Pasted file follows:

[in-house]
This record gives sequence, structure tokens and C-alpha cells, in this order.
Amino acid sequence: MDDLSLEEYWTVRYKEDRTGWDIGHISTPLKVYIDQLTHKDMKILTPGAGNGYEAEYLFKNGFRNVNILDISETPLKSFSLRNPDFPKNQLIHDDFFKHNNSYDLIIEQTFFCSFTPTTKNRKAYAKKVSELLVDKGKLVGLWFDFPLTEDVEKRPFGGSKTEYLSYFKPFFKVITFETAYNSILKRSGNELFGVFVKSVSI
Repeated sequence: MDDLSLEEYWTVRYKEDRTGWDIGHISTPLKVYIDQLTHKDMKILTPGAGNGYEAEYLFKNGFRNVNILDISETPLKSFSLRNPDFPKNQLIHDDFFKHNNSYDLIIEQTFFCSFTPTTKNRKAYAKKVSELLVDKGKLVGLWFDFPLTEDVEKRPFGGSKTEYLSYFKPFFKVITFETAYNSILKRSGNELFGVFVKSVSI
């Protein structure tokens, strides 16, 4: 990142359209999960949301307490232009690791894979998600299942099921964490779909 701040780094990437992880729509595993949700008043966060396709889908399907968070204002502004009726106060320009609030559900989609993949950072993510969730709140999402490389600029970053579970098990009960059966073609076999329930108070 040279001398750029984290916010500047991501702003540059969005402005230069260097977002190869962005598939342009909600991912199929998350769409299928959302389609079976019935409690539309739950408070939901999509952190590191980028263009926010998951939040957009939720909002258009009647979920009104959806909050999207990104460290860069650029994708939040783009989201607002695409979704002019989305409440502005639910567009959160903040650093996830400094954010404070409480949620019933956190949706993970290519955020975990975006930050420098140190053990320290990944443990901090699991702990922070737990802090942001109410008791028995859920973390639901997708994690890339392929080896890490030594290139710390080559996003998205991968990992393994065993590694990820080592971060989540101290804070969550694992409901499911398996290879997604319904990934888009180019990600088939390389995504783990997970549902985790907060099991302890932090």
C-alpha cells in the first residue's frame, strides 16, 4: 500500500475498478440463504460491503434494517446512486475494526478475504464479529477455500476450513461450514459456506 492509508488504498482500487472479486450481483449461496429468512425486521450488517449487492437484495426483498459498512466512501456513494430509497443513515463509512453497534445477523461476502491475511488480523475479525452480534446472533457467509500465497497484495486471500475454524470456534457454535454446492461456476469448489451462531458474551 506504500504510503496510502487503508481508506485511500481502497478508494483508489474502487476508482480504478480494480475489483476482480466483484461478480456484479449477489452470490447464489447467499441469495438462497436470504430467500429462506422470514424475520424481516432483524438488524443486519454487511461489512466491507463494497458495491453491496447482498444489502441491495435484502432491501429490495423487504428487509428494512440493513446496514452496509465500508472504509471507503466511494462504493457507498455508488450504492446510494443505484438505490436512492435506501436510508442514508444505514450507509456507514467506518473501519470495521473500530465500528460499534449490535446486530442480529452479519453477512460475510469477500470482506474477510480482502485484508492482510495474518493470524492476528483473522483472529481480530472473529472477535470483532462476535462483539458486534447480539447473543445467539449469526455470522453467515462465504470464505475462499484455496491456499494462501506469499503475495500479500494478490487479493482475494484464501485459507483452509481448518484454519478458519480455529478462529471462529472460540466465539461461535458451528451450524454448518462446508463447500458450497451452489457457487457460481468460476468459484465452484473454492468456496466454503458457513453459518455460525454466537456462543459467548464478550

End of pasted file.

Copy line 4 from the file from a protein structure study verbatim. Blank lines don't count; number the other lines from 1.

Repeated sequence: MDDLSLEEYWTVRYKEDRTGWDIGHISTPLKVYIDQLTHKDMKILTPGAGNGYEAEYLFKNGFRNVNILDISETPLKSFSLRNPDFPKNQLIHDDFFKHNNSYDLIIEQTFFCSFTPTTKNRKAYAKKVSELLVDKGKLVGLWFDFPLTEDVEKRPFGGSKTEYLSYFKPFFKVITFETAYNSILKRSGNELFGVFVKSVSI